It's certainly not a news headline yet, but on Nov. 30 in Switzerland there will be an official referendum on a "Gold Initiative," which aims to secure the Swiss National Bank's gold reserves.
Now, in case the Swiss would vote "Yes," the Swiss National Bank (SNB) would be required by law to hold at least 20 percent of its total assets in gold, which would be substantially higher than the current 7.5 percent, or 1,040 metric tons, it holds now in gold, according to the World Gold Council.
Investors would do well to keep in mind that in case there is a "Yes" vote, the Swiss National Bank would have to buy 1,733 metric tons of gold by 2019 at the latest.
I don't think it's an overstatement to say that's not a negligible amount of gold when you take into account the global gold mine production in 2012 stood at 2,700 metric tons, according to the U.S. Geological Survey's Mineral Commodity Summaries 2013.
A "Yes" vote would put a substantial and constant bid in the gold market for years to come. Yes, this could become really interesting at a moment that many professional forecasters now expect the price per ounce of gold to go below the $1,000 mark in 2015.
Of course, no one knows what the final outcome of that referendum will be. A recent poll, for what it's worth taking into account there are still 19 days left, indicate a win for the "Yes" vote.
I would certainly not underestimate the significance and its impact, even beyond the Swiss borders, if the referendum delivers a "Yes" vote, but I'd prefer to remain extremely cautious and certainly wouldn't take firm positions until the vote and the initial markets reactions on the Swiss franc and the gold price are known.
Of course, an investor could do buy or sell orders (in various forms) according to their convictions, but that's not risk-free.
If there is a "No" vote, of course nothing will happen.
In the meantime, the Swiss franc is at a two-year high against the euro and very close to its "peg," or minimum, exchange rate that was implemented in 2001 of 1.20 Swiss franc per euro. At that moment the Swiss National Bank defended its euro peg action by saying, "The value of the Swiss franc was a threat to the economy and it was prepared to buy foreign currency in unlimited quantities." That same day the Swiss franc lost 8.8 percent against the euro and 9.5 percent against the dollar.
All that said, it shouldn't come as a surprise we're seeing the Swiss National Bank doing all that it can to do to convince the Swiss people to vote "No."
It will be interesting to see if "Don't fight the central bank" also works in Switzerland this time around.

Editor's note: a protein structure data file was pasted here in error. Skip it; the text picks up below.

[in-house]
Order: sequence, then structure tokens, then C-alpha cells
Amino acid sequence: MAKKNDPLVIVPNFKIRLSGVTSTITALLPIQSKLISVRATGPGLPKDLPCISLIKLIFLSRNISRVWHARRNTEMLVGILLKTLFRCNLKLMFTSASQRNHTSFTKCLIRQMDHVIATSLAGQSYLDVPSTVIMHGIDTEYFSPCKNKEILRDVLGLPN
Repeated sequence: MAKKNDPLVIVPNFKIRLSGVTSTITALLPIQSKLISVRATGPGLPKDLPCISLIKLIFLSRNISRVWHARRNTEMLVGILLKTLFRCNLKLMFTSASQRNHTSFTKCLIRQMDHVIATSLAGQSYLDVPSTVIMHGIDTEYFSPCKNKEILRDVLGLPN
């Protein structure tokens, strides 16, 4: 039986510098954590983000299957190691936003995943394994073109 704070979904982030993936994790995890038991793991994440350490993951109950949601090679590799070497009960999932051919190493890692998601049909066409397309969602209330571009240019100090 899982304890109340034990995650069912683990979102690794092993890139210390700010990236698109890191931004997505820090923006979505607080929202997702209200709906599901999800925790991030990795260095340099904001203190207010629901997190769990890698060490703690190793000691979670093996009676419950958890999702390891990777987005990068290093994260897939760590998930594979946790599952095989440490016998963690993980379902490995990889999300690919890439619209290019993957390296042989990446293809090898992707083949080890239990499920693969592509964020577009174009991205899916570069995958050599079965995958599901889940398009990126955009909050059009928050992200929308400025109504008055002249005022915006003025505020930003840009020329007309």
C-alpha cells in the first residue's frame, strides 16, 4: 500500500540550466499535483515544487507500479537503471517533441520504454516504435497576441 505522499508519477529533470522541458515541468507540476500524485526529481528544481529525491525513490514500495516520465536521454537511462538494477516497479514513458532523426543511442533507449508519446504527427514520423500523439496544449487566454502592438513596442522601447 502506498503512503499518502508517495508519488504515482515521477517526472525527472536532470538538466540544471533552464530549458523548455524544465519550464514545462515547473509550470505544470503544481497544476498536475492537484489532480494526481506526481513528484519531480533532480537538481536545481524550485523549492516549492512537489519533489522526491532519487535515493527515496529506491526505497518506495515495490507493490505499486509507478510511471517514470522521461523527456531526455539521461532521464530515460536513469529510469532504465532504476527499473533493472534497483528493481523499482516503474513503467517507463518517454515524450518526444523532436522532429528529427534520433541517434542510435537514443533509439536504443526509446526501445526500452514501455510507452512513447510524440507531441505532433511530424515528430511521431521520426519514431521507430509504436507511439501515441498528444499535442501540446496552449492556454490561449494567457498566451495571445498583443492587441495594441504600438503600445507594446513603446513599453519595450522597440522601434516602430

I personally prefer a "Yes" vote so that, among other things, when I would have a Swiss franc in my pocket I would be sure it's covered for one-fifth by gold that is stored in Switzerland, which would be unique in the world. I'm still convinced that all these creations of "money from and for nothing" or all the current and coming forms of quantitative easing (QE) will not have a happy ending during the decade to come.
All investors would do well keeping in mind that complacency and denial can't dominate forever investor's behavior. In my opinion, the coming return to reality and economic fundamentals is only a question of time.
All that said, these days there are many investors who also question whether crude oil prices will continue to trend lower.
It's a fact no one can deny that a whole range of supply factors have played their role in the sharp declines we have seen since summer, but, at least in my opinion, one of the main catalysts has been the weakening of the euro against the dollar, especially after the European Central Bank (ECB) introduced a negative deposit facility interest rate on June 11. The days thereafter we saw sustained inflows into the U.S. dollar and on June 13 was precisely the moment that oil prices reversed and started their move down from their high that day of $107.68 per barrel spot price of West Texas Intermediate (WTI) crude oil to $77.18 Monday, or a downward move of 28 percent in a little bit less than five months.
Looking back, we can see when "real" money started flowing back into the dollar. First, real money started abandoning the euro because of the ECB's expansion of its ultra-easy monetary policy settings, and second, the end of tapering by the Federal Reserve was finally becoming a sure thing.
Under these circumstances, in my view, it became logical that assets like oil, which had benefitted from outflows out of the dollar, came under pressure themselves.
In fact we saw the complete opposite happening in the second part of 2007 and the first half of 2008, when the price for WTI crude oil doubled from about $70 per barrel in July 2007 to about $140 in July 2008 while the dollar index went in the opposite direction, from 81.35 to 71.68, or nearly 12 percent, during that same time span.
Investors should take notice that we have seen renewed inflows into the dollar, with the pace taking up remarkably since ECB President Mario Draghi's press conference on Thursday.
Finally, I'd like to warn once again that nothing goes up or down in a straight line, and technically, I wouldn't be surprised to see a temporary reverse in the moves of the dollar as well as in gold, oil, etc.
In the stock markets, I would remain extremely vigilant and be prepared to jump ship when a sharp correction unfolds, which doesn't mean it will happen, but if it happens we shouldn't be surprised if the moves occur at blistering speeds.
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